In reaching these conclusions, the Court has carefully considered the independent submissions made on behalf of plaintiffs Dewey, Schneider, Colgan, Carnie, Zimmerly, Chione, McCartney, and Wright, copies of which have been filed in the public record and served on all counsel of record.
The Dewey letter of March 30 suggests that the parents have been precluded from addressing the Court, despite the fact that the Court has held three hearings after full notice since November for the express purpose of affording parents an opportunity to be heard personally instead of through the guardian ad litem or trial counsel. The Court regrets that the Deweys did not avail themselves of those opportunities, because the affidavit attached to their letter is thoughtful and useful. The Court is satisfied that, in light of those earlier opportunities and the comprehensiveness of the Deweys' affidavit, the Court has had the full benefit of their information and views.
The Deweys' affidavit features a questionnaire that they distributed to all of the parents involved in the settlement. The questionnaire sought the parents' opinions about the central trust and about the proposal to retain a Medical Advisor to provide medical advice to the parents and the Co-Trustee. Eight responses favored the central trust, sixteen did not favor it, and two were apparently undecided. Nineteen did not respond at all. Only two of the eight respondents favored a trust for the benefit of their own children. Seven favored it for the benefit of other children with serious problems; one favored it for unspecified reasons. As between a central trust and insurance (if it were feasible), two favored the central trust, thirteen favored insurance, and eight preferred neither. Two foresaw use for the services of a Medical Advisor over the next five years; twenty-one did not. One did not know.
The Deweys therefore oppose the central trust, because neither the defendants nor a majority of the parents responding to their questionnaire favor it. They are not persuaded by the suggestion of catastrophic risk. In addition, they demonstrate the extent to which the trust expenses forecast by the guardian ad litem would hamper appreciation of the trust corpus by compounding; they claim that the appreciation from per capita distribution would gross $2 million more than the appreciation reasonably anticipated by a central trust burdened by the contemplated expense of administering it.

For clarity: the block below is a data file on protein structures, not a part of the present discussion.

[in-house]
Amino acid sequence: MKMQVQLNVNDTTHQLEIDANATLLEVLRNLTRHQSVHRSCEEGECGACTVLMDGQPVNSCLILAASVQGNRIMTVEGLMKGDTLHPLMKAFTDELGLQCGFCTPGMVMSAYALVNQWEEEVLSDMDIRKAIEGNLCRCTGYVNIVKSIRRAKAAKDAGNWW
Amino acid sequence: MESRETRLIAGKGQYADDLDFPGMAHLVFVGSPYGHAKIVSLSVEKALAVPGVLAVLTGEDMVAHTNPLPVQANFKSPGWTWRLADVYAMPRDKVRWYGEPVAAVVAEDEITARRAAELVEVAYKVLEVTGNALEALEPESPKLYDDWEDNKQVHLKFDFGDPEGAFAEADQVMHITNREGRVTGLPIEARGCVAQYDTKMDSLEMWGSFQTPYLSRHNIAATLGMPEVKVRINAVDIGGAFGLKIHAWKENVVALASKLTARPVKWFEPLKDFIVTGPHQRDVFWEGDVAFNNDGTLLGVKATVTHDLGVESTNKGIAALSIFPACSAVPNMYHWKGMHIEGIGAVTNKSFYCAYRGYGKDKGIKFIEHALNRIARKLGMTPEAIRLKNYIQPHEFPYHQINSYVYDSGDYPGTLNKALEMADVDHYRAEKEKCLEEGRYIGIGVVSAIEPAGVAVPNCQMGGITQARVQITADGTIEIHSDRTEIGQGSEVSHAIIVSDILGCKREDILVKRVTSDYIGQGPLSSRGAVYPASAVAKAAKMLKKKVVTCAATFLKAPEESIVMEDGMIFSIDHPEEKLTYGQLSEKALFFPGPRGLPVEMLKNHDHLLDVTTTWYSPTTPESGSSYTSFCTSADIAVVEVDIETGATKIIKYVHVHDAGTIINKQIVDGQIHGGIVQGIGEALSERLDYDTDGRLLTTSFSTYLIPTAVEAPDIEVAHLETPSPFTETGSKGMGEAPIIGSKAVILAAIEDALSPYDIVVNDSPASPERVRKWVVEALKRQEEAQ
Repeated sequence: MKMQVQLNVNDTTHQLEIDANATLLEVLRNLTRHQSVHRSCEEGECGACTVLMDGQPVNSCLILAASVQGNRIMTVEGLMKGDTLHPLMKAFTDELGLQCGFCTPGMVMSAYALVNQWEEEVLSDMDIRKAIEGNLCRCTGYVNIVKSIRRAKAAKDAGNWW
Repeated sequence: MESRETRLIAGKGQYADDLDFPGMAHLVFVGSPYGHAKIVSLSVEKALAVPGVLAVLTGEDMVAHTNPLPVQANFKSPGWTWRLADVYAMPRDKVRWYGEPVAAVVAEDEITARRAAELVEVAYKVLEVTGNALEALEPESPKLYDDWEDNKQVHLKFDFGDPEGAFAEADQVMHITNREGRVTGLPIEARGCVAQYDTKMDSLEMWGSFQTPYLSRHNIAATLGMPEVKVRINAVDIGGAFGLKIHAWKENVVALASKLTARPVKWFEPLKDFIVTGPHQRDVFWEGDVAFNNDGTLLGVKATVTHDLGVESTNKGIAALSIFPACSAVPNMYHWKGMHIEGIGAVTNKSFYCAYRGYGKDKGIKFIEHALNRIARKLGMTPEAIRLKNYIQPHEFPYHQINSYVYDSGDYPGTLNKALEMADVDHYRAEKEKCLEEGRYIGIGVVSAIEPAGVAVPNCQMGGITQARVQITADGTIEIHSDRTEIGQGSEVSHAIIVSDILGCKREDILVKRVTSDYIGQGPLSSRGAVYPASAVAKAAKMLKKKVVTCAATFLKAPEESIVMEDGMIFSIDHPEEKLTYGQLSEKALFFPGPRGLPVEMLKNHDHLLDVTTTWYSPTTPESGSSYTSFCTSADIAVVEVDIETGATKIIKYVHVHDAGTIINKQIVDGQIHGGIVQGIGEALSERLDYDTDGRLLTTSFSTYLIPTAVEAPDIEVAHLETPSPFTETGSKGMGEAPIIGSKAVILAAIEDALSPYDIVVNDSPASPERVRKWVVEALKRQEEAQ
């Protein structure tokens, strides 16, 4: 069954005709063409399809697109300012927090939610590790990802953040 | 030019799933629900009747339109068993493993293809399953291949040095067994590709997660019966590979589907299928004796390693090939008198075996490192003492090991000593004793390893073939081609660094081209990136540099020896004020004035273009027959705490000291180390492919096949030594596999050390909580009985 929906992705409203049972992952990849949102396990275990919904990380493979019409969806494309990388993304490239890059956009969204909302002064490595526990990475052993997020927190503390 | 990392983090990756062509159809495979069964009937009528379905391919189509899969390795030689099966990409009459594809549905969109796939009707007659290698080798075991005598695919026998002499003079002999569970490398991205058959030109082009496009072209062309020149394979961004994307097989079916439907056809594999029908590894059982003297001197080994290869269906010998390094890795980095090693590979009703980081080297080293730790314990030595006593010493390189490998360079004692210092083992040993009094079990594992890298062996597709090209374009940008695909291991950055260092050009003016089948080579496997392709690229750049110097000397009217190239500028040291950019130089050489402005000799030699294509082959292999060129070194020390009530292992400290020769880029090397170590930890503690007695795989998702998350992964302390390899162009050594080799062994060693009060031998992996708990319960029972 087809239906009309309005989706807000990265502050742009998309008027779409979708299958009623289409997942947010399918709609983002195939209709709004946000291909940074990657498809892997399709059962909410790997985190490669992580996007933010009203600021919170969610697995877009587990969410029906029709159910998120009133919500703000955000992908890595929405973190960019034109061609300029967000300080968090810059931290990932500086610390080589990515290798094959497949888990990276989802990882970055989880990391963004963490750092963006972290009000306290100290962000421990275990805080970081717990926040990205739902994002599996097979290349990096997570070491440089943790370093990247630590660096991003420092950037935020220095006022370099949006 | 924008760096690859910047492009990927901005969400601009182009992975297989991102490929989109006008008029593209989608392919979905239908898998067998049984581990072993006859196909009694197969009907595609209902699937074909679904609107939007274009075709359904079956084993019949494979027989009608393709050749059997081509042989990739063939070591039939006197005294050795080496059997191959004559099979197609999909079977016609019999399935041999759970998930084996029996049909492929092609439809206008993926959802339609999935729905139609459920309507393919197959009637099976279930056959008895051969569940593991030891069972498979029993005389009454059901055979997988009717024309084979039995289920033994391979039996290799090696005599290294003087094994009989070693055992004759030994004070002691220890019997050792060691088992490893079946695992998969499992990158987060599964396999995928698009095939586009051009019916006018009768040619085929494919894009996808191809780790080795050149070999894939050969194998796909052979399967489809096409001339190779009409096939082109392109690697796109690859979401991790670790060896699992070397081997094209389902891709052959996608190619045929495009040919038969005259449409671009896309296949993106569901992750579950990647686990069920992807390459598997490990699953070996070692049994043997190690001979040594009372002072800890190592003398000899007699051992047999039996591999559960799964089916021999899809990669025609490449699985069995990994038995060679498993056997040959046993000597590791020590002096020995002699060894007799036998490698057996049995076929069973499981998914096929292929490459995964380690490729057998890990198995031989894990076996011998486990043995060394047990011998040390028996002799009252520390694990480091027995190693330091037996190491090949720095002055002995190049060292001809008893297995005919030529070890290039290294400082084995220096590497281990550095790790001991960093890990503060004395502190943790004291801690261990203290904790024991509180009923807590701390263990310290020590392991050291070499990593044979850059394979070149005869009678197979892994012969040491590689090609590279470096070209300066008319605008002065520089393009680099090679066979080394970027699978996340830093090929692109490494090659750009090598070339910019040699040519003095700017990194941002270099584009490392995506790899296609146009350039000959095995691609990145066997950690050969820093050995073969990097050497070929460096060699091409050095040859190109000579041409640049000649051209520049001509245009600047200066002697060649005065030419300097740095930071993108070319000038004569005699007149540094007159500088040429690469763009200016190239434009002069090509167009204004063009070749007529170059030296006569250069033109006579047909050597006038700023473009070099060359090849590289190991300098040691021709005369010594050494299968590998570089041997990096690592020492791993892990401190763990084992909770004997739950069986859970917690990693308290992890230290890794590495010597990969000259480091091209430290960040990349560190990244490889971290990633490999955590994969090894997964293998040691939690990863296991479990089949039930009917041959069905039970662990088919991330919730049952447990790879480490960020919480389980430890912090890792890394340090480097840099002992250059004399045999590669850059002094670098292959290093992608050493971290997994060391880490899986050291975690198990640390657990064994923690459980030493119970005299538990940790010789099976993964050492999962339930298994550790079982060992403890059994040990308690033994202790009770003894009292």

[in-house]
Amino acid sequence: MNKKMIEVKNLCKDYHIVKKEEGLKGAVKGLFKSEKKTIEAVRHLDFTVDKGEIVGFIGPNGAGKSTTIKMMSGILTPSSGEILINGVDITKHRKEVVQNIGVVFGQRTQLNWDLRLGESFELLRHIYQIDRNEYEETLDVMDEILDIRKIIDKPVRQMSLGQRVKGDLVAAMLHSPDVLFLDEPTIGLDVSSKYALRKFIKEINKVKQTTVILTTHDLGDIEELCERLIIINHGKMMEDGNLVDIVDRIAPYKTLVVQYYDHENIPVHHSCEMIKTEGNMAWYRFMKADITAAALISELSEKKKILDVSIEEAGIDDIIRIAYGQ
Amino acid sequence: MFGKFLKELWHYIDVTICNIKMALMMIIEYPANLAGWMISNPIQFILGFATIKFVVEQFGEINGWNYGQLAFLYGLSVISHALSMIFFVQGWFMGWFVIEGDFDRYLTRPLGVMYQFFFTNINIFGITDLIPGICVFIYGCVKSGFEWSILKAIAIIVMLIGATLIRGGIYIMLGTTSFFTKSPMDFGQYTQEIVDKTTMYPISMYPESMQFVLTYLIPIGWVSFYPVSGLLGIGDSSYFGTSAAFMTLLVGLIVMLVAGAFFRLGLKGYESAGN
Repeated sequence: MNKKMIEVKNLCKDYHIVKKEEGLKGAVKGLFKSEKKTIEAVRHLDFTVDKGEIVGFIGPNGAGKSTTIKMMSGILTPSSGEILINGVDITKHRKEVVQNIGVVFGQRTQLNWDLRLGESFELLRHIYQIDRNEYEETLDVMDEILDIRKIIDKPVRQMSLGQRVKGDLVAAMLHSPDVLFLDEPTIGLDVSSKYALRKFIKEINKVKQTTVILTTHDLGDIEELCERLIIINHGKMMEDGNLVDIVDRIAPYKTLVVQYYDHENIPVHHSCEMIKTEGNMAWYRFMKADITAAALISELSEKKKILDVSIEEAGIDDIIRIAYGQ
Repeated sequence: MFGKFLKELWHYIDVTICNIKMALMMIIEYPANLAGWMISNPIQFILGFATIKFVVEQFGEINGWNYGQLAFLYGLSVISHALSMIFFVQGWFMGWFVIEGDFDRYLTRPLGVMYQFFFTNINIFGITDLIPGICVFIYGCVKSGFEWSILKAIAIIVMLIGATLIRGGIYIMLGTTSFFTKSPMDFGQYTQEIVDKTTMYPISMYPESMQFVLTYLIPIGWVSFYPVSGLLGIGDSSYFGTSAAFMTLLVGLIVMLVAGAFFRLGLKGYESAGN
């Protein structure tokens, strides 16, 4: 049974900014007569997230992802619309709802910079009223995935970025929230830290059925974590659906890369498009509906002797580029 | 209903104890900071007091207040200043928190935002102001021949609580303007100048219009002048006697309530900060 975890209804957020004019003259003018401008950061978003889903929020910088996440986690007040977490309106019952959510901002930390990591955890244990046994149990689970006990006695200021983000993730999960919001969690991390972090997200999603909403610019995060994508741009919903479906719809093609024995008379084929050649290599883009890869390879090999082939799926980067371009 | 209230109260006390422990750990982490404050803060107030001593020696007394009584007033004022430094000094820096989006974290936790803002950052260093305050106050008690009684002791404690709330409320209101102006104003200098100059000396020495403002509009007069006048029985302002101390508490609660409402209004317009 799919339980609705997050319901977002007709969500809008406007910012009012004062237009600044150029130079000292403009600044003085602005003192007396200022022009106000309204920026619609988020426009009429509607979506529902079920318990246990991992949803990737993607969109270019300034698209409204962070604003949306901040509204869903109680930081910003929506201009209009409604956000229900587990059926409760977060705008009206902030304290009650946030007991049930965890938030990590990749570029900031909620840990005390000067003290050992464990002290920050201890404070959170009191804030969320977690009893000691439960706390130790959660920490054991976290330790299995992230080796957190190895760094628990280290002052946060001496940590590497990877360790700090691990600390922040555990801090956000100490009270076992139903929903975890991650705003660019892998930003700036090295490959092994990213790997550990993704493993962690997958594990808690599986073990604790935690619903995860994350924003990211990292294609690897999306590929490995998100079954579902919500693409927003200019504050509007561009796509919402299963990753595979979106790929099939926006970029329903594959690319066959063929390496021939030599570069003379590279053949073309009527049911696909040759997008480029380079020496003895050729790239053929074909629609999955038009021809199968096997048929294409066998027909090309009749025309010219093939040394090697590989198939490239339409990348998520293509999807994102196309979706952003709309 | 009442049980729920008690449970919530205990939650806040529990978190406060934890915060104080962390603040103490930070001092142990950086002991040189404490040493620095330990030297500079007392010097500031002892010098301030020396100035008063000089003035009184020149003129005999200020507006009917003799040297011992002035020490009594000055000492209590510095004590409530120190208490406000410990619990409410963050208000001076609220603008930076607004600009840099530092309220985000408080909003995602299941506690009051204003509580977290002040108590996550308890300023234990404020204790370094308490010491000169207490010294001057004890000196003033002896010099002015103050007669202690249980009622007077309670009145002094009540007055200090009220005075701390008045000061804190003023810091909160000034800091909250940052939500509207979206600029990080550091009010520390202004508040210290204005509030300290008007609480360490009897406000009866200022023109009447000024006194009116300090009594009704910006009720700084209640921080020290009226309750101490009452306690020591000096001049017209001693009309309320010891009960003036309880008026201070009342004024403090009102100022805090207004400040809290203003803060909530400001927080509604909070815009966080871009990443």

They vigorously question the potential effectiveness of the Medical Advisor, and express a strong preference for reliance on local specialists. In addition, they mention the confusion about whether defendants demanded a central trust as a condition of settlement.
The Deweys urge the Court to reject the central trust "as unnecessary, wasteful, ineffective and unrealistic" and to distribute the balance per capita, i.e. as the $100,000 has been distributed. In the alternative, they urge cost control, the appointment of a non-lawyer as trustee, elimination of the Medical Advisor, with medical services to be obtained as needed rather than on a retainer such as proposed in the pending draft of the central trust, and per capita distributions in 5 or 6 years, instead of the 10 now contemplated in the trust draft.
Written comments by five parents responding to the Deweys' questionnaire are noteworthy. One recognized that the cost for the Medical Advisor and co-trustee will be high for the first couple of years, but expressed the hope and expectation that "this will die down."
Another set of parents stated a preference for an individual trust, but considered that they had agreed to a central trust "for the protection of those children, if any, whose needs come to exceed the resources of their families." A third parent felt that the Deweys had stated some valid reasons, but did not "really know which way would serve the needs of the children" and expressed a desire "to do the right thing for the other children." This third parent would therefore "support the parents if they decide against the central trust." A fourth expressed concern about "youngsters" like their own child "whose needs appear to be greater." They "would gladly devote $50,000 to a Central Trust in hope we never have to use it. In summation," ...